Nature’s Hidden Healer
That glass of red wine might offer more benefits to your health than you thought. Resveratrol, an antioxidant compound present in many berries and plants—most abundantly in red grape skins—is said to have healing properties ranging from lowering the risk of heart disease and some cancers to aiding in antidepressive behavior and aging.
Resveratrol occurs naturally in red and black grape skins (that means you, red wine!), peanuts, dark chocolate, various berries and herbs, and Japanese knotweed. You can also get your dose of resveratrol through nutritional supplements.
In the 1990s, scientists began researching resveratrol’s effects on metabolic conditions that tend to develop as we age, such as heart disease and type 2 diabetes. In animal studies, researchers found that severely restricting calories can help prevent these diseases—and they noted that resveratrol had the capability to mimic calorie restriction, thus also aiding in maintaining a healthy weight. In an issue of the journal Nature, scientists revealed that resveratrol extended the life of animals eating a high-calorie diet, while also showing actual health improvements.
Another study by the University of Ulm in Germany showed that resveratrol was able to hinder fat cell formation; it prevented the cells from multiplying and maturing. The researchers also found that resveratrol reduced the production of certain types of cytokines (inflammatory compounds) that are prevalent in obesity-related diseases such as those mentioned previously.
AILMENTS CAUSED BY AGING
The “French Paradox”—a phenomenon that examines the fact that, despite their high-fat diets and high percentage of smokers, the French have shown a low incidence of cardiovascular disease and age-related cognitive decline—could prove to be an effect of high red wine consumption.
In a study led by researchers at Harvard Medical School, resveratrol was shown to stimulate production of a serum called SIRT1 that blocks diseases by speeding up the cell’s mitochondria, something usually associated with younger cells. SIRT1 repairs damage done by free radicals and prevents cells from dying prematurely. It reduces inflammation and oxidative stress—two primary causes of aging.
Resveratrol has also been effective in animal studies, affecting the formation of various types of cancer cells. In a study by the University of Nebraska Medical Center, scientists discovered that a combination of resveratrol, n-acetyll-cysteine (NAC, an amino acid), melatonin, and lipoic acid triggered the body’s natural protective mechanisms and greatly reduced the formation of cancer cells. Some cancers that have been studied in conjunction with resveratrol include breast, prostate, melanoma, pancreatic, and ovarian.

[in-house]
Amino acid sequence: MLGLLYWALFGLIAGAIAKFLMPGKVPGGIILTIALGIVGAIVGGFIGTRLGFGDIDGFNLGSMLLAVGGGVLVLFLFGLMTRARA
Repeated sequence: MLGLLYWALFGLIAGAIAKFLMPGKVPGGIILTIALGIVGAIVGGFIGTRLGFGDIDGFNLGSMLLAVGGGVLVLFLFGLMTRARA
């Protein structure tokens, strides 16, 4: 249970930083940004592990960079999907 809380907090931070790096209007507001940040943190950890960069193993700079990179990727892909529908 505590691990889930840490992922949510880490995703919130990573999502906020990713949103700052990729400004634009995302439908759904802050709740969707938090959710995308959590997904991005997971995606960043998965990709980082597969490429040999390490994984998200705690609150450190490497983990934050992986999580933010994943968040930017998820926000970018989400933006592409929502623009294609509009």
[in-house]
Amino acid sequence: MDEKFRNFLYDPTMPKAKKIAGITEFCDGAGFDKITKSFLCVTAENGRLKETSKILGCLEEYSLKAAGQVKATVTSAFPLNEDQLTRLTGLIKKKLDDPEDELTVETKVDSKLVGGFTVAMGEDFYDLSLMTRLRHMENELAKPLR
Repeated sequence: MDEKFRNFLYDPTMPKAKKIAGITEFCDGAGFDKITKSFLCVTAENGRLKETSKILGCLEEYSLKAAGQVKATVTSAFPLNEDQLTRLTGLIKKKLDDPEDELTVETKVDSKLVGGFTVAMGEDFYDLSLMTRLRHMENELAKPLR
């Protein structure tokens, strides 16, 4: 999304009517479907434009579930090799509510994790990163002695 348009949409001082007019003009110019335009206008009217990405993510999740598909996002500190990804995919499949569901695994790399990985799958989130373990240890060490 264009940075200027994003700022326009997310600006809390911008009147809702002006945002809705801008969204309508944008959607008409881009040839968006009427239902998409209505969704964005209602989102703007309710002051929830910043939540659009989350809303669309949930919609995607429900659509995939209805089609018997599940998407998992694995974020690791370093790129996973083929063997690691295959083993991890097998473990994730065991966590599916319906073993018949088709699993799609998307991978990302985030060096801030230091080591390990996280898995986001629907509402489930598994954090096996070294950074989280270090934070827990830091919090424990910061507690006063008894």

Like a lot of other nutritional supplements, resveratrol is not regulated by the FDA. This makes it hard to know precisely what you’re getting in the bottle. It’s also hard to pinpoint an exact dosage because so little research has actually been conducted on primates and humans vs. lab animals. The results of the animal studies, however, suggest a dose of 250 to 500 mg daily would be a safe and potent amount for people to take via supplement.
Another way to get resveratrol in your system is through grape seed extract. Resveratrol in grape seeds has been studied for its therapeutic properties. It can be taken via supplement—tablets, capsules, or liquid extract—and its recommended daily dose is 25 to 150 mg.
Resveratrol has a relatively low potential for side effects, but it may have negative interactions with some medications. Mixed with blood thinners like Coumadin and anti-inflammatory medications such as aspirin and ibuprofen, resveratrol can increase the risk for bleeding because of its natural blood pressure-lowering and anticoagulant effects.
Resveratrol is also not recommended for women with a history of estrogen-sensitive cancers such as breast, ovarian, or uterine. Studies have shown that resveratrol activates estrogen-responsive reporter genes and endogenous estrogen-related genes, which may promote the growth of breast cancer cells. Women who are pregnant or trying to get pregnant should also avoid resveratrol—the safety of the compound during pregnancy and lactation has not fully been explored.
In more rare incidents, people who use resveratrol have reported gastrointestinal symptoms such as upset stomachs, cramping, and diarrhea. Resveratrol users have also experienced joint pain and tendinitis. It is to be noted that dietary supplements affect every person differently, and it’s always recommended to speak with your doctor before starting any new supplement.
If you aren’t sold on taking resveratrol supplements, safe bets for enjoying the ample health benefits of this antioxidant include eating fresh grapes and berries, peanuts, and indulging in some dark chocolate or a glass of red wine from time to time. Always drink in moderation—too much alcohol will have adverse effects.